When I started my first website I had no idea that a www URL was better than a non www URL (sometimes called a root or naked URL). In fact, I had no idea that both options even existed. Unfortunately, my first website’s URL by default was a naked URL. Most “experts” will tell you that there is no difference, it’s just a matter of preference. It does make a difference! www URLs are better for SEO! …but don’t go switching just yet.
Each and every website with a naked URL I’ve analyzed has had backlinks (links to the website) that include the non-canonical www URL. In other words, when people link to a website they often include the www whether or not the canonical URL includes the www. Links play a big part in a website’s capacity to rank and direct links add more PageRank (ranking capacity) than links to permanant redirects (a 301 redirect). Here’s a short clip about it from Google’s Matt Cutts:
Performance and Speed
Website performance and speed is playing a growing role in SEO. www URLs have at least two advantages over naked URL’s.
CNAME Records: Some hosting providers strongly recommend against naked domains. One reason for this is that www URLs allow the hosting provider the extra flexibility of redirecting traffic from a failing server using DNS CNAME records. You can learn more about this over at Heroku.
Cookies: Among the best practices for website developers is serving static content from a cookieless domain (often a subdomain of the website, e.g. static.domain.com). If you are using a www URL you are actually using a subdomain as your canonical domain (www.domain.com is a subdomain of domain.com) and cookies will not get sent to other subdomains (e.g. static.domain.com). If you are using a naked domain (non-www) as your canonical domain, the cookies may get sent to all your subdomains, including the subdomain used for static content). In short, a naked canonical domain can prevent one from creating a cookieless subdomain.
Google Uses The www
If you listen to a hundred “SEO” experts you’ll get a hundred different opinions. If you’re smart you’ll stop trying to learn from the “experts” and start learning from the brands that are at the top of search engines for the most valuable keywords and phrases. In the case of www vs. non-www, you can take note from the biggest and best search engines. Google, Yahoo and Bing all use the www. That should say enough by itself.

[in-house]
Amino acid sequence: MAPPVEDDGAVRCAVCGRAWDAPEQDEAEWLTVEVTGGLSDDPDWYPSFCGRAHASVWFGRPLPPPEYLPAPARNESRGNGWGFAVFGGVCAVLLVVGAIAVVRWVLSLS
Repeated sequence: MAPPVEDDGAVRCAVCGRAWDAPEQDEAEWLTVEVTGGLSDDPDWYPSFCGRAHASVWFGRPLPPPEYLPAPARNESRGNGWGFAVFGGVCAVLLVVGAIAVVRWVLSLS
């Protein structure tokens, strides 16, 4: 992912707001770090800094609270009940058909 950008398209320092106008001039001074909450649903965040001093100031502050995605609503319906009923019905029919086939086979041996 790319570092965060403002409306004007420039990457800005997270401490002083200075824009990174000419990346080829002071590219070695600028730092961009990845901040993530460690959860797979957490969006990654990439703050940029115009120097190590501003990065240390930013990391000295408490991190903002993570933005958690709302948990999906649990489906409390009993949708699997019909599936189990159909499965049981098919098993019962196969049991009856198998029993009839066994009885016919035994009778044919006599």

A Note About Branding
Admittedly there is no direct SEO difference in branding your site as www.domain.com or just domain.com. That said, when people see a www they immediately think website. I’m just assuming that branding your website with a www is much more effective than without it. Of course, you could always brand your website with a www even if the canonical URL is naked (I did this with my first website), but doing so may lead to more www links. Not good.
Have A Naked URL? …Don’t Go Switching Just Yet
If you’re starting a website from scratch I highly recommend starting with a www canonical domain. But what if you’re not starting from scratch? Based on the above reasons websites with a naked URL should switch to a www right?
Perhaps much worse than wrong.
If your website has already begun to gain natural links to you naked canonical URL the last thing you want to do is change your canonical URL. All those links would pass through the redirect and you would lose a portion of that precious PageRank you’ve spent so much time and effort earning. You already made the decision (whether intentional or not), and it’s time to move forward. Like me, you can always make the better choice on your next website.
The Solution That Is Better Than Switching
So you’re bummed because you or your client chose a naked URL.
And you know switching to a www URL is a no go.
But, you want the full benefit of all links pointing to your site. Including the ones with your pointing to your non-canonical www URL.
There’s good news. Here’s what Google has to say:
“If you specify your preferred domain as http://www.example.com and we find a link to http://example.com, we’ll consider both links the same.”
So after you have specified your preferred domain Google will consider the non-canonical version the same as the canonical. I think this means that there is a good chance that links with or without the www will point directly to your “preferred” (aka canonical) domain and there is a good chance the PageRank passes directly to the “preferred” domain as well. This is the best solution I’ve found (other than choosing a www to begin with).
How To Specify Your Preferred Domain:
Here’s instructions on specifying your preferred domain from Google’s page on setting a preferred domain.
- On the Search Console Home page, click the site you want.
- Click the gear icon , and then click Site Settings.
- In the Preferred domain section, select the option you want.
Why Is My Website Still Showing Up In Search Results Without the https://?
In Google’s search console page on how to Use Canonical URLs, they include a section about how they prefer https over HTTP for canonical URLs. In this section they help developers troubleshoot why Google may choose to make the http rather than the https the canonical URL for a website.